The Heysen 79: How Civilized

Saturday, November 26, 2016 – 13.24 km

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A few route options were available this morning. I chose the official Heysen route, which heads inland past Deep Creek Waterfall, but the Deep Creek Cove alternate may have been more scenic. The trail was beautiful single track with steps(!) on the steep bits, and I encountered several dozen other hikers, including families with kids. The untempting waterfall was filled with stringy algae.

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Deep Creek Waterfall

The signage confused me when the trail emerged onto a road, where a sign appeared to point south but was actually pointing down a path that immediately turned west and faded near a sign. That’s one of the faults in the Heysen signage: sometimes an arrow means that you should start following a trail and keep to that trail, but sometimes it means that you should walk in one direction and keep going in that direction even if the trail goes elsewhere (the area around Caroona Creek is notable for the latter). I wandered around for awhile, grumpy since I’m still not feeling well. Eventually I just headed west and located the trail a short distance down the road. The map makes it look like Trig Campground is away from the trail, but it’s actually right on the Heysen.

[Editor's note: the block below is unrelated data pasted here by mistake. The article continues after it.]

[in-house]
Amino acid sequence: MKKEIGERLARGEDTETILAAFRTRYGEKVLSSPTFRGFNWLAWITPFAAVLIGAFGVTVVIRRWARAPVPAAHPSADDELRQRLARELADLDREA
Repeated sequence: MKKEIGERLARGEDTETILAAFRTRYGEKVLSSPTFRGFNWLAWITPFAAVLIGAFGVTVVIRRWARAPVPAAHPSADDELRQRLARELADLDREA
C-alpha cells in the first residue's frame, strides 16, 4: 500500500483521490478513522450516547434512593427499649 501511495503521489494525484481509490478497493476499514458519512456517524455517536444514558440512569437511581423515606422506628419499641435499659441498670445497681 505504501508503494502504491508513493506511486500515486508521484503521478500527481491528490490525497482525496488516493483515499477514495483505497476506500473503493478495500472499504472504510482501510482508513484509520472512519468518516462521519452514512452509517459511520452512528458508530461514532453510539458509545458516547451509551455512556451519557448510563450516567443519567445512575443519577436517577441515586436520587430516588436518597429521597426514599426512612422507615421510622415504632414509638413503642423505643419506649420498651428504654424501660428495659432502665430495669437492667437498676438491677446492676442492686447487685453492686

I picked up an army of flies as the trail began following a fence at the edge of the conservation park. The fence was the most hardcore fence I’ve ever seen, as tall as my head with 3-4 pieces of electrified wire – the other electric fences I’ve seen have only had one. I suspect the property owner is raising velociraptors.

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I saw no one on the trail, which crossed a burn area and was steep on the east end in particular (I fell once) but lovely by the creeks.

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A sign at the western end warned about steep climbs. How civilized…

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The sun came out in the afternoon. I had booked Eagle Waterhole Campsite, the only hike-in campsite in the conservation park, and was hoping that I would have the night alone. I’ve had more than enough solitude on the trail, but maybe because of that, I thought that camping with other people on the final night would feel odd unless they were Heysen hikers with whom I could discuss the trail. Sadly (sorry) another hiker was already there, a man who had hiked in for the night from Cape Jervis, and a father and young daughter arrived later. So no solitude, but the campsite was beautiful with a clean shelter and flat clean ground by the shelter and waterhole. I enjoyed reading the final logbook comments of Bill and Pauline, Shane, Paula, Gregory and the other thru-hikers who have completed the trail and were diligent about writing entries in each of the huts. There aren’t many, so you remember the ones who do. If any of you ever read this: thanks for improving my solitary stays in the huts/shelters, and for the advice left as well.

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